This review contains spoilers.
Well, Teen Wolf is back and remade for an entirely new generation. If you remember Teen Wolf, then you remember Michael J Fox riding on top of a van, possibly dunking a basketball as a wolf man, and generally being everything great about 80’s movies. This isn’t that.
About all the new Teen Wolf and the old Teen Wolf have in common is, well, a teenage werewolf. While Michael J Fox was a teen heartthrob, he was more cute than sexy, and MTV has cast Scott (Tyler Posey) firmly for the Twilight set. In the first scene, he’s doing pull-ups shirtless; if that’s not reaching for the Twihards, nothing is.
The sport is also different; basketball has been replaced by lacrosse, I guess because lacrosse is the new hip sport. Still, the general details are the same: Scott’s still kind of a loser, he’s got a best friend name Stiles (Dylan O’Brien), and of course, he’s still a werewolf.
Fortunately for Scott and the show, that’s going to change. A midnight walk through the woods with Stiles in search of a half-eaten dead body allows Scott to have a close encounter of the American Werewolf in London kind, and all of a sudden also allows Scott the asthmatic nobody to reach his full potential, including lycanthropy and sports stardom. But first, he has to get used to his new body, and he’s also got to score a date with cute new girl in school Allison Argent (Crystal Reed). Argent like silver, get it?
As modernizations go, this isn’t too bad. Stiles is pretty funny most of the time, and the show manages to work in some comedy while maintaining the more serious dramatic tone that the action sequences suggest they’re aiming for. Scott gets a mentor in the form of Derek Hale (Tyler Hoechlin), who also happens to be the guy who got Scott into the werewolf game, and there’s even an antagonist hunter/group of hunters guided by Argent (JR Bourne) who seek to track down and eliminate the lycanthropic threat. In other words, it’s nothing like Teen Wolf.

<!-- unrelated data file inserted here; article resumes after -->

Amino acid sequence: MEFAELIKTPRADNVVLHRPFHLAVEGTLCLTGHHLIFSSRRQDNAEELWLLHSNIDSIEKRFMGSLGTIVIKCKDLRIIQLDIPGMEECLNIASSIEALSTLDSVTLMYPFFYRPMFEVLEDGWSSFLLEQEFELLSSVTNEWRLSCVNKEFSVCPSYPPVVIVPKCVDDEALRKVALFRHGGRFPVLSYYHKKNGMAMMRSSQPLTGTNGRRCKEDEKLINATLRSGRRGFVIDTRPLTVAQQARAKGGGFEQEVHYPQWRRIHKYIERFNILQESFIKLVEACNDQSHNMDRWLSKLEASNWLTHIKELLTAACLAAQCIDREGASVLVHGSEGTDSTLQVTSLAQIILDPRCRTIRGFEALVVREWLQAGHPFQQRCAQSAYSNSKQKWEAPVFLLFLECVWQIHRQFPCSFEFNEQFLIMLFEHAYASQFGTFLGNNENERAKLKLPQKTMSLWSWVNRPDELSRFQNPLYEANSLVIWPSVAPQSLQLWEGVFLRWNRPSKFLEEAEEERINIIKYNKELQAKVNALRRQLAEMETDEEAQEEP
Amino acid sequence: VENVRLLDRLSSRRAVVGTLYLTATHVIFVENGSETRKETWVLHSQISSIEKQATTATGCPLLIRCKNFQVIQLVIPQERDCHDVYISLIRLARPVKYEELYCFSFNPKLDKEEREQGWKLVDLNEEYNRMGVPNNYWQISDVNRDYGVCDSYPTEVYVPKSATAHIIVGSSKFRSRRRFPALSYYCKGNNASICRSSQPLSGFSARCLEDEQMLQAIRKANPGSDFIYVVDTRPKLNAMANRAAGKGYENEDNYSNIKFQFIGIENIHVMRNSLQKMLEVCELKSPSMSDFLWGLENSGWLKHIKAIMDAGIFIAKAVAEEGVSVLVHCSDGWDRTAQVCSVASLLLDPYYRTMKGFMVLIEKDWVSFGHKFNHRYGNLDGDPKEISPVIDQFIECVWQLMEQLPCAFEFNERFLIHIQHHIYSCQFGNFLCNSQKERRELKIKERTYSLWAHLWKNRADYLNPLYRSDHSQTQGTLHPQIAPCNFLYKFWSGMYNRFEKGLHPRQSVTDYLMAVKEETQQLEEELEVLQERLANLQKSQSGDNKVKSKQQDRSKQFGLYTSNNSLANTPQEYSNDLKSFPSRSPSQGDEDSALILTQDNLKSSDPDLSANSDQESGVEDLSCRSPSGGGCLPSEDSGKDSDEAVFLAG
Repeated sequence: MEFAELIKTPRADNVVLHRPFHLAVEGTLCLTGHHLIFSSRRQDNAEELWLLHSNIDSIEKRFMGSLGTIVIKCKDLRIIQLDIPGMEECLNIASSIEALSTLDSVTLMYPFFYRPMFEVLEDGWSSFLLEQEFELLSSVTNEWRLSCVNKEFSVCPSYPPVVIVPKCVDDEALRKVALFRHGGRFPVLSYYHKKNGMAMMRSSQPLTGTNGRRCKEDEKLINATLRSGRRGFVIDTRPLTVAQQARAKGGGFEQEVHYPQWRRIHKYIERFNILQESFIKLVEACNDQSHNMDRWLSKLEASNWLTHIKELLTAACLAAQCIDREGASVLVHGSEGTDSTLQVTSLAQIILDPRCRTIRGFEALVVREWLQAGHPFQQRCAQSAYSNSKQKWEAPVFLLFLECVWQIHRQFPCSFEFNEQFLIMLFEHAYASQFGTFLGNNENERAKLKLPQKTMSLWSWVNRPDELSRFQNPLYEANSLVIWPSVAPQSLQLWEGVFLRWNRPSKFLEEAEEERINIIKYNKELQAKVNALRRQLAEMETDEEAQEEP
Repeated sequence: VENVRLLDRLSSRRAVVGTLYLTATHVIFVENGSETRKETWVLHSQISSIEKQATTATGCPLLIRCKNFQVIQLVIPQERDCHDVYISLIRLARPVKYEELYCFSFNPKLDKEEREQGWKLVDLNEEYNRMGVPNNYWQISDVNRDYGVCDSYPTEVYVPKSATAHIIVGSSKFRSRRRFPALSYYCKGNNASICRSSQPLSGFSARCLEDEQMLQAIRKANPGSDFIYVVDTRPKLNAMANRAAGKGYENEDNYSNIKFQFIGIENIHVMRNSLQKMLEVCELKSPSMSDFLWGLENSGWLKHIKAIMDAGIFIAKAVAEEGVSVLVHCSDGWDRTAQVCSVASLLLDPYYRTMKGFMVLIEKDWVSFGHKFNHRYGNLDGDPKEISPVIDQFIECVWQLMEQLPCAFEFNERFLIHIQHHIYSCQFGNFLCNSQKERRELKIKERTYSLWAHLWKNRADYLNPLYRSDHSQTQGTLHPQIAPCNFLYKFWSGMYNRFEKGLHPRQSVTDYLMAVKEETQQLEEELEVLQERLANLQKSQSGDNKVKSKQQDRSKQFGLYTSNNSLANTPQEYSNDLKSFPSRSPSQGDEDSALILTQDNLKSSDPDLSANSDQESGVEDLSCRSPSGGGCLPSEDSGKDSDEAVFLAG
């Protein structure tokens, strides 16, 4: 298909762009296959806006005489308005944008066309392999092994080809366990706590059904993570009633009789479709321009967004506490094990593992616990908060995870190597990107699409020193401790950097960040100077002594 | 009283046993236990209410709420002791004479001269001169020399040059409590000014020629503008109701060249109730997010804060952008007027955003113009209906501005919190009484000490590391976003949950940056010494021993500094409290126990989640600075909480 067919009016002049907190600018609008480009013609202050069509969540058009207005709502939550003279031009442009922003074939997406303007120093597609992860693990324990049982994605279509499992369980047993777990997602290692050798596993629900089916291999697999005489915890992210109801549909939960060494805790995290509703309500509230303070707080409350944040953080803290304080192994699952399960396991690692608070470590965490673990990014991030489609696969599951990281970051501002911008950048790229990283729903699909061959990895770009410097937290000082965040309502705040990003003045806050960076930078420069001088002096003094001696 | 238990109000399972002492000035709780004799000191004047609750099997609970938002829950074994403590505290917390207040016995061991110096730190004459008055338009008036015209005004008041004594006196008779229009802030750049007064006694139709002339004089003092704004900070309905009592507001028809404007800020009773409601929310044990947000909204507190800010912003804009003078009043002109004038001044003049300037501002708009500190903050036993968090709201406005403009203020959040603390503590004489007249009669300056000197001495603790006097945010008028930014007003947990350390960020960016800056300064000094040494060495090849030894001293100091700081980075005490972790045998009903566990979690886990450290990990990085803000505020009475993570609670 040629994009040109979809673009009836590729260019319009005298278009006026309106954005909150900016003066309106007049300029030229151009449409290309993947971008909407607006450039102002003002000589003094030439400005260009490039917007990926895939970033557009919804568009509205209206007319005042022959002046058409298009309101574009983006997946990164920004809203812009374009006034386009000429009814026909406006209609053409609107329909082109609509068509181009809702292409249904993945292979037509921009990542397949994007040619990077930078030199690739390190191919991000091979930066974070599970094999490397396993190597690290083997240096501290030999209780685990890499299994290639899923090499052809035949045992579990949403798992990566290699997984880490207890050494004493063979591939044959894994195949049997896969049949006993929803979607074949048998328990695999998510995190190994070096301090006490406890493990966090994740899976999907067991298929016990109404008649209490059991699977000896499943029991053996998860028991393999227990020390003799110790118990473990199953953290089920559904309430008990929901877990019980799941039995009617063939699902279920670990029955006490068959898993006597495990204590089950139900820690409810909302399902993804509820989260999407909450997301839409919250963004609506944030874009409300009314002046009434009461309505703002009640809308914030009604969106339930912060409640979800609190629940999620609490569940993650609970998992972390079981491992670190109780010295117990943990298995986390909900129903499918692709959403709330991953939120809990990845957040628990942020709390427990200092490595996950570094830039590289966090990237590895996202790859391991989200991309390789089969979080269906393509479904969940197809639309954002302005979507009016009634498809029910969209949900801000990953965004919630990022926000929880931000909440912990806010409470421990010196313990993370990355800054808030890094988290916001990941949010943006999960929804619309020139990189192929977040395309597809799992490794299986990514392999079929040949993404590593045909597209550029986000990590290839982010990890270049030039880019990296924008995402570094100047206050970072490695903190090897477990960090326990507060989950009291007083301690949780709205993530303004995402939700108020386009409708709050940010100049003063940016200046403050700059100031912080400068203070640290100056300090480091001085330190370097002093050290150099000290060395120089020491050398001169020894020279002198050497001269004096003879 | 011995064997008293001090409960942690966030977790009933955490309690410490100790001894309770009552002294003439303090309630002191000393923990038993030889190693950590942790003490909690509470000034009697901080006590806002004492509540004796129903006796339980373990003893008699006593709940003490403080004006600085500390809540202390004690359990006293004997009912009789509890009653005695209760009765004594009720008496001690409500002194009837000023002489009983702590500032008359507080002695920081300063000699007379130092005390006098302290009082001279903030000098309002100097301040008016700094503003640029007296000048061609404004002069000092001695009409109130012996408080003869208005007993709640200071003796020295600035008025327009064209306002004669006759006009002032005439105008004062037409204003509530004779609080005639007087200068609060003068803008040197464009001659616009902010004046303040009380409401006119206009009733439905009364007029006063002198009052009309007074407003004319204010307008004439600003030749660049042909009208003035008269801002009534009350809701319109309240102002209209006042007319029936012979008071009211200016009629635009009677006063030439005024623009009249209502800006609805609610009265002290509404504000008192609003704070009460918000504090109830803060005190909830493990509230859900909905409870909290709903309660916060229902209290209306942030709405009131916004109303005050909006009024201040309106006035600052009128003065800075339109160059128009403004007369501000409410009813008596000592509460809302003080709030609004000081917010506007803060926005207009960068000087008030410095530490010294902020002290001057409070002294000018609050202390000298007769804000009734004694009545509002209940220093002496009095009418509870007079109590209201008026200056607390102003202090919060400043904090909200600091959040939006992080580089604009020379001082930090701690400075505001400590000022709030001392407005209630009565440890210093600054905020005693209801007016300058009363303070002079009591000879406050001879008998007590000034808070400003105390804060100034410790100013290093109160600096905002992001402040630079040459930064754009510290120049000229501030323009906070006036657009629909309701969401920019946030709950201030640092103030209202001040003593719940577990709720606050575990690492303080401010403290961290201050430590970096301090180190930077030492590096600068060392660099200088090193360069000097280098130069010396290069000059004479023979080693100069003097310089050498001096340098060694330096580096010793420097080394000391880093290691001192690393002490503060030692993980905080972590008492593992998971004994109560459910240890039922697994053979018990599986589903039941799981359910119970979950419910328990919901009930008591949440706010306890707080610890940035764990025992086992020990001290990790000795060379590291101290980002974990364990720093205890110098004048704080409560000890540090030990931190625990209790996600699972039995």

All things considered, the pilot episode is actually pretty damn good. A big reason for that is the guiding hand of two folks: creator/writer/producer Jeff Davis (of Criminal Minds fame) and director Russell Mulcahy (of Highlander fame). Davis’s script finds a nearly perfect balance between teen angst, werewolf angst, high school drama, action, and reasons to get Tyler Posey shirtless, while Mulcahy’s direction is sharp, with great editing, some wonderful tracking shots, and a nice balance between scenes and cuts. Fittingly, Russell Mulcahy directed the very first video to appear on MTV: Video Killed The Radio Star by The Buggles.
One of the best things about the new Teen Wolf, aside from the soundtrack provided by MTV’s many connections to what’s left of the music industry? It’s actually got some good acting as far as teenage supernatural dramas go.
Sure, the CGI is a bit dodgy and the werewolf makeup consists of a mushy nose, sideburns, and Spock ears, but I have to admit that I like the direction that they’re going with this. As television aimed for teenagers go, there’s been a lot worse on TV, and Teen Wolf has the right kind of tone to make this work as a series, akin to other supernatural genre-benders like the world of Joss Whedon or Supernatural.
It’s not Teen Wolf. Aside from the name, it’s not even trying to be Teen Wolf. That said, it’s still not a bad way to spend an hour thus far. The show’s got plenty of room to grow into itself, but the structure is there for what may shape up to be a very interesting scripted revival by MTV.